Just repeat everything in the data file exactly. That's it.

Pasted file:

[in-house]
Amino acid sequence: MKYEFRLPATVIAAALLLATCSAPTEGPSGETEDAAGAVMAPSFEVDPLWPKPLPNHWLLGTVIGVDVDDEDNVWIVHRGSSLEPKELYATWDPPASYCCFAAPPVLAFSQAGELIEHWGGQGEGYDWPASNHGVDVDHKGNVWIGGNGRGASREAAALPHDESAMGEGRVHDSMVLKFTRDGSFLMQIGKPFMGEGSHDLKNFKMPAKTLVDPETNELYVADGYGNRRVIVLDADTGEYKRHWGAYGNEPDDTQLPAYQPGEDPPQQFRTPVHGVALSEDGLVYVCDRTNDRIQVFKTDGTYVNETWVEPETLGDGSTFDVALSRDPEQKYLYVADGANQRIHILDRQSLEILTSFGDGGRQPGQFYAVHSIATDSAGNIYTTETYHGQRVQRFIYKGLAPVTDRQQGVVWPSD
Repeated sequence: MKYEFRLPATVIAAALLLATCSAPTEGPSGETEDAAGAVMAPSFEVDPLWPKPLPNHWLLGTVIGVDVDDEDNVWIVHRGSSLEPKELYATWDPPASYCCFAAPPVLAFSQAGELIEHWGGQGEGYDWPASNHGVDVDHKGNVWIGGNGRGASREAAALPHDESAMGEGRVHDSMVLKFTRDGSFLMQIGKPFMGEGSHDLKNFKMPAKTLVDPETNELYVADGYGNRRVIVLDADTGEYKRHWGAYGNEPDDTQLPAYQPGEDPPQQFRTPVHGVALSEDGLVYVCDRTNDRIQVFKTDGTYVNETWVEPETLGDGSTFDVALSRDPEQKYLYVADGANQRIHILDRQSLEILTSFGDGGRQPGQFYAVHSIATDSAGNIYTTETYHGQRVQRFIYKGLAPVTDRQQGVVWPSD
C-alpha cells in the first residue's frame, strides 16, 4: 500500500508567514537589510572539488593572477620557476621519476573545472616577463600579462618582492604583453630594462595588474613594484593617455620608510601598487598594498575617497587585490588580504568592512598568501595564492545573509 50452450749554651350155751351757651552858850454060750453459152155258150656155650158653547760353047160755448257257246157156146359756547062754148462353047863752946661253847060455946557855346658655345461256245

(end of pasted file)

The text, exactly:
[in-house]
Amino acid sequence: MKYEFRLPATVIAAALLLATCSAPTEGPSGETEDAAGAVMAPSFEVDPLWPKPLPNHWLLGTVIGVDVDDEDNVWIVHRGSSLEPKELYATWDPPASYCCFAAPPVLAFSQAGELIEHWGGQGEGYDWPASNHGVDVDHKGNVWIGGNGRGASREAAALPHDESAMGEGRVHDSMVLKFTRDGSFLMQIGKPFMGEGSHDLKNFKMPAKTLVDPETNELYVADGYGNRRVIVLDADTGEYKRHWGAYGNEPDDTQLPAYQPGEDPPQQFRTPVHGVALSEDGLVYVCDRTNDRIQVFKTDGTYVNETWVEPETLGDGSTFDVALSRDPEQKYLYVADGANQRIHILDRQSLEILTSFGDGGRQPGQFYAVHSIATDSAGNIYTTETYHGQRVQRFIYKGLAPVTDRQQGVVWPSD
Repeated sequence: MKYEFRLPATVIAAALLLATCSAPTEGPSGETEDAAGAVMAPSFEVDPLWPKPLPNHWLLGTVIGVDVDDEDNVWIVHRGSSLEPKELYATWDPPASYCCFAAPPVLAFSQAGELIEHWGGQGEGYDWPASNHGVDVDHKGNVWIGGNGRGASREAAALPHDESAMGEGRVHDSMVLKFTRDGSFLMQIGKPFMGEGSHDLKNFKMPAKTLVDPETNELYVADGYGNRRVIVLDADTGEYKRHWGAYGNEPDDTQLPAYQPGEDPPQQFRTPVHGVALSEDGLVYVCDRTNDRIQVFKTDGTYVNETWVEPETLGDGSTFDVALSRDPEQKYLYVADGANQRIHILDRQSLEILTSFGDGGRQPGQFYAVHSIATDSAGNIYTTETYHGQRVQRFIYKGLAPVTDRQQGVVWPSD
C-alpha cells in the first residue's frame, strides 16, 4: 500500500508567514537589510572539488593572477620557476621519476573545472616577463600579462618582492604583453630594462595588474613594484593617455620608510601598487598594498575617497587585490588580504568592512598568501595564492545573509 50452450749554651350155751351757651552858850454060750453459152155258150656155650158653547760353047160755448257257246157156146359756547062754148462353047863752946661253847060455946557855346658655345461256245